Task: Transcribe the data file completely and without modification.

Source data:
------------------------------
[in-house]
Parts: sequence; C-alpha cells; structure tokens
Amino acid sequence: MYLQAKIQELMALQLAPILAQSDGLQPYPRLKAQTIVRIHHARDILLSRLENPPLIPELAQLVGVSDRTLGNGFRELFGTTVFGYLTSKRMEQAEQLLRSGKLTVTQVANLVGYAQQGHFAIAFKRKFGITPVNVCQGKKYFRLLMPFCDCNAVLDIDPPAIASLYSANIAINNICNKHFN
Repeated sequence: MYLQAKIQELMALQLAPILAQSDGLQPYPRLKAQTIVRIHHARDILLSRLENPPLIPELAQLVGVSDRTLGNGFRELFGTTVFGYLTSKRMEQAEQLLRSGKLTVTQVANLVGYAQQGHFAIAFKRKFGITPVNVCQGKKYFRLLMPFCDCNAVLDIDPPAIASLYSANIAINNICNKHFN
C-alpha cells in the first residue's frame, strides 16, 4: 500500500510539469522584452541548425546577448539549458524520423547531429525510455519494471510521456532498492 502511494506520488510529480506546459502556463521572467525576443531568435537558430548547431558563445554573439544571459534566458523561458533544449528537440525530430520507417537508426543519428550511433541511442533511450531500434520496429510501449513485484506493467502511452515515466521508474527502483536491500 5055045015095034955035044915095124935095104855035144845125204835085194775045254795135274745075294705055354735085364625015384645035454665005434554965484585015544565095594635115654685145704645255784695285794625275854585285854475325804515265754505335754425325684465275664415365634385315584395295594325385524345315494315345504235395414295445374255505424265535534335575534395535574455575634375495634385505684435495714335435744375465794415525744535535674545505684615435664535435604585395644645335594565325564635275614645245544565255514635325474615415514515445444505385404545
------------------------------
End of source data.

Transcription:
[in-house]
Parts: sequence; C-alpha cells; structure tokens
Amino acid sequence: MYLQAKIQELMALQLAPILAQSDGLQPYPRLKAQTIVRIHHARDILLSRLENPPLIPELAQLVGVSDRTLGNGFRELFGTTVFGYLTSKRMEQAEQLLRSGKLTVTQVANLVGYAQQGHFAIAFKRKFGITPVNVCQGKKYFRLLMPFCDCNAVLDIDPPAIASLYSANIAINNICNKHFN
Repeated sequence: MYLQAKIQELMALQLAPILAQSDGLQPYPRLKAQTIVRIHHARDILLSRLENPPLIPELAQLVGVSDRTLGNGFRELFGTTVFGYLTSKRMEQAEQLLRSGKLTVTQVANLVGYAQQGHFAIAFKRKFGITPVNVCQGKKYFRLLMPFCDCNAVLDIDPPAIASLYSANIAINNICNKHFN
C-alpha cells in the first residue's frame, strides 16, 4: 500500500510539469522584452541548425546577448539549458524520423547531429525510455519494471510521456532498492 502511494506520488510529480506546459502556463521572467525576443531568435537558430548547431558563445554573439544571459534566458523561458533544449528537440525530430520507417537508426543519428550511433541511442533511450531500434520496429510501449513485484506493467502511452515515466521508474527502483536491500 5055045015095034955035044915095124935095104855035144845125204835085194775045254795135274745075294705055354735085364625015384645035454665005434554965484585015544565095594635115654685145704645255784695285794625275854585285854475325804515265754505335754425325684465275664415365634385315584395295594325385524345315494315345504235395414295445374255505424265535534335575534395535574455575634375495634385505684435495714335435744375465794415525744535535674545505684615435664535435604585395644645335594565325564635275614645245544565255514635325474615415514515445444505385404545